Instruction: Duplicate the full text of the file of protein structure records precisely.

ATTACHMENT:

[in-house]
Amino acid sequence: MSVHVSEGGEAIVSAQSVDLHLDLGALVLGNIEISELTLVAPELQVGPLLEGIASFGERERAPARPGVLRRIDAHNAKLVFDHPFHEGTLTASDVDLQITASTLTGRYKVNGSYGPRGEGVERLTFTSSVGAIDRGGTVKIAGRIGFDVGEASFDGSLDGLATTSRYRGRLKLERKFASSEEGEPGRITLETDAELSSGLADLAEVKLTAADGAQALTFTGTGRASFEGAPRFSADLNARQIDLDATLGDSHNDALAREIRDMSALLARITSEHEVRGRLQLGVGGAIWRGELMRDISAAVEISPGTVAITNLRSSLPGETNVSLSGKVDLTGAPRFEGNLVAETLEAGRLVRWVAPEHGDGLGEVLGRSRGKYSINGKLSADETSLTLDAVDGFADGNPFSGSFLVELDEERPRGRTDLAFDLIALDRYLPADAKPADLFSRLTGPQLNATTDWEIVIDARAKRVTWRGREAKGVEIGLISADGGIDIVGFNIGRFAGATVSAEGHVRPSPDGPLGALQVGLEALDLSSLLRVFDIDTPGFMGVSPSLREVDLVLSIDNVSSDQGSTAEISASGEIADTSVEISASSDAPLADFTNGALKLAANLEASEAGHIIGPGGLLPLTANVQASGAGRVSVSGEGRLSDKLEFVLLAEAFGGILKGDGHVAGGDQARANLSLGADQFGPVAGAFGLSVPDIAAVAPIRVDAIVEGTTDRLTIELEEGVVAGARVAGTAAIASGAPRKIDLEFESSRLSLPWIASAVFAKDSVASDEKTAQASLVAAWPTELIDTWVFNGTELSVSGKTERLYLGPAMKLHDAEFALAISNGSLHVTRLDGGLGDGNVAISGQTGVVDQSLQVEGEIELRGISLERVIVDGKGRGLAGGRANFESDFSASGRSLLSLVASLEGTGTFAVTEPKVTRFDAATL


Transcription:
[in-house]
Amino acid sequence: MSVHVSEGGEAIVSAQSVDLHLDLGALVLGNIEISELTLVAPELQVGPLLEGIASFGERERAPARPGVLRRIDAHNAKLVFDHPFHEGTLTASDVDLQITASTLTGRYKVNGSYGPRGEGVERLTFTSSVGAIDRGGTVKIAGRIGFDVGEASFDGSLDGLATTSRYRGRLKLERKFASSEEGEPGRITLETDAELSSGLADLAEVKLTAADGAQALTFTGTGRASFEGAPRFSADLNARQIDLDATLGDSHNDALAREIRDMSALLARITSEHEVRGRLQLGVGGAIWRGELMRDISAAVEISPGTVAITNLRSSLPGETNVSLSGKVDLTGAPRFEGNLVAETLEAGRLVRWVAPEHGDGLGEVLGRSRGKYSINGKLSADETSLTLDAVDGFADGNPFSGSFLVELDEERPRGRTDLAFDLIALDRYLPADAKPADLFSRLTGPQLNATTDWEIVIDARAKRVTWRGREAKGVEIGLISADGGIDIVGFNIGRFAGATVSAEGHVRPSPDGPLGALQVGLEALDLSSLLRVFDIDTPGFMGVSPSLREVDLVLSIDNVSSDQGSTAEISASGEIADTSVEISASSDAPLADFTNGALKLAANLEASEAGHIIGPGGLLPLTANVQASGAGRVSVSGEGRLSDKLEFVLLAEAFGGILKGDGHVAGGDQARANLSLGADQFGPVAGAFGLSVPDIAAVAPIRVDAIVEGTTDRLTIELEEGVVAGARVAGTAAIASGAPRKIDLEFESSRLSLPWIASAVFAKDSVASDEKTAQASLVAAWPTELIDTWVFNGTELSVSGKTERLYLGPAMKLHDAEFALAISNGSLHVTRLDGGLGDGNVAISGQTGVVDQSLQVEGEIELRGISLERVIVDGKGRGLAGGRANFESDFSASGRSLLSLVASLEGTGTFAVTEPKVTRFDAATL